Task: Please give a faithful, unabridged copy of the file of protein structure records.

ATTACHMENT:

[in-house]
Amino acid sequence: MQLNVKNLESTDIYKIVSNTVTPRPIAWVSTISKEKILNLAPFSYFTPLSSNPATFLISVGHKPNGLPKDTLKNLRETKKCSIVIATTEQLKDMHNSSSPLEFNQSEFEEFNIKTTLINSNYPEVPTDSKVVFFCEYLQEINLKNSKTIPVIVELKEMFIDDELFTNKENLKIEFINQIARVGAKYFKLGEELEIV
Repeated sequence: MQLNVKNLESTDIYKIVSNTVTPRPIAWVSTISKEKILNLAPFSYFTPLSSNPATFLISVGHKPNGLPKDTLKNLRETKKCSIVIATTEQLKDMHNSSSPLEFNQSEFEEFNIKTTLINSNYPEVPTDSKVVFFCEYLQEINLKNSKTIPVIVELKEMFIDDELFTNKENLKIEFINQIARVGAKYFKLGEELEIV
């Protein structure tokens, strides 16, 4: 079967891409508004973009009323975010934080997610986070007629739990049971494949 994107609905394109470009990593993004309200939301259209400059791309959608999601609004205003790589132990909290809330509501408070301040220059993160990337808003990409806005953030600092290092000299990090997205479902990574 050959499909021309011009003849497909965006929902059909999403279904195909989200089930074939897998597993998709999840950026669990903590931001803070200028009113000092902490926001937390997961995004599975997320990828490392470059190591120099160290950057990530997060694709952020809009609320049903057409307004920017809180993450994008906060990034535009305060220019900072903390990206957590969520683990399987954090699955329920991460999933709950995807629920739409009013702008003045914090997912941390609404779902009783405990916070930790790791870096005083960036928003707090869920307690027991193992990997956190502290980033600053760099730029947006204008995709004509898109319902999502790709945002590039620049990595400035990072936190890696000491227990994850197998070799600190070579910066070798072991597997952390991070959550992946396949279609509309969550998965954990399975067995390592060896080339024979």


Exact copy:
[in-house]
Amino acid sequence: MQLNVKNLESTDIYKIVSNTVTPRPIAWVSTISKEKILNLAPFSYFTPLSSNPATFLISVGHKPNGLPKDTLKNLRETKKCSIVIATTEQLKDMHNSSSPLEFNQSEFEEFNIKTTLINSNYPEVPTDSKVVFFCEYLQEINLKNSKTIPVIVELKEMFIDDELFTNKENLKIEFINQIARVGAKYFKLGEELEIV
Repeated sequence: MQLNVKNLESTDIYKIVSNTVTPRPIAWVSTISKEKILNLAPFSYFTPLSSNPATFLISVGHKPNGLPKDTLKNLRETKKCSIVIATTEQLKDMHNSSSPLEFNQSEFEEFNIKTTLINSNYPEVPTDSKVVFFCEYLQEINLKNSKTIPVIVELKEMFIDDELFTNKENLKIEFINQIARVGAKYFKLGEELEIV
């Protein structure tokens, strides 16, 4: 079967891409508004973009009323975010934080997610986070007629739990049971494949 994107609905394109470009990593993004309200939301259209400059791309959608999601609004205003790589132990909290809330509501408070301040220059993160990337808003990409806005953030600092290092000299990090997205479902990574 050959499909021309011009003849497909965006929902059909999403279904195909989200089930074939897998597993998709999840950026669990903590931001803070200028009113000092902490926001937390997961995004599975997320990828490392470059190591120099160290950057990530997060694709952020809009609320049903057409307004920017809180993450994008906060990034535009305060220019900072903390990206957590969520683990399987954090699955329920991460999933709950995807629920739409009013702008003045914090997912941390609404779902009783405990916070930790790791870096005083960036928003707090869920307690027991193992990997956190502290980033600053760099730029947006204008995709004509898109319902999502790709945002590039620049990595400035990072936190890696000491227990994850197998070799600190070579910066070798072991597997952390991070959550992946396949279609509309969550998965954990399975067995390592060896080339024979």